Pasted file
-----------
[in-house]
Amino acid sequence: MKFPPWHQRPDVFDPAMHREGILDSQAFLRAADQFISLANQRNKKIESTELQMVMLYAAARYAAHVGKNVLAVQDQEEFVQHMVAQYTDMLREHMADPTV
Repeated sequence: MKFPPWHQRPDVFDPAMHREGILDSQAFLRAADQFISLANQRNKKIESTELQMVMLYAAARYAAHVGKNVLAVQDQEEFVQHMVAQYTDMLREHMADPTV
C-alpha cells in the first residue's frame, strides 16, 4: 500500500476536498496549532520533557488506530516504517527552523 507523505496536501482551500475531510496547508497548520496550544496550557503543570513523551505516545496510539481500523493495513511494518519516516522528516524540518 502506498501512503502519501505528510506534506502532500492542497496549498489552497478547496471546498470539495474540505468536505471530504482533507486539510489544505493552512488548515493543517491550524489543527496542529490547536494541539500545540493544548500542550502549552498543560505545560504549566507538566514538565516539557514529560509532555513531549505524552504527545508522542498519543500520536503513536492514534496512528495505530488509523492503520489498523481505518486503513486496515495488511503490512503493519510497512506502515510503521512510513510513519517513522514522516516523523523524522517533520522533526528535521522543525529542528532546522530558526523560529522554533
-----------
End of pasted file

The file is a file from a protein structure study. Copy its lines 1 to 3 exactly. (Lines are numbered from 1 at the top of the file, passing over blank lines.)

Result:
[in-house]
Amino acid sequence: MKFPPWHQRPDVFDPAMHREGILDSQAFLRAADQFISLANQRNKKIESTELQMVMLYAAARYAAHVGKNVLAVQDQEEFVQHMVAQYTDMLREHMADPTV
Repeated sequence: MKFPPWHQRPDVFDPAMHREGILDSQAFLRAADQFISLANQRNKKIESTELQMVMLYAAARYAAHVGKNVLAVQDQEEFVQHMVAQYTDMLREHMADPTV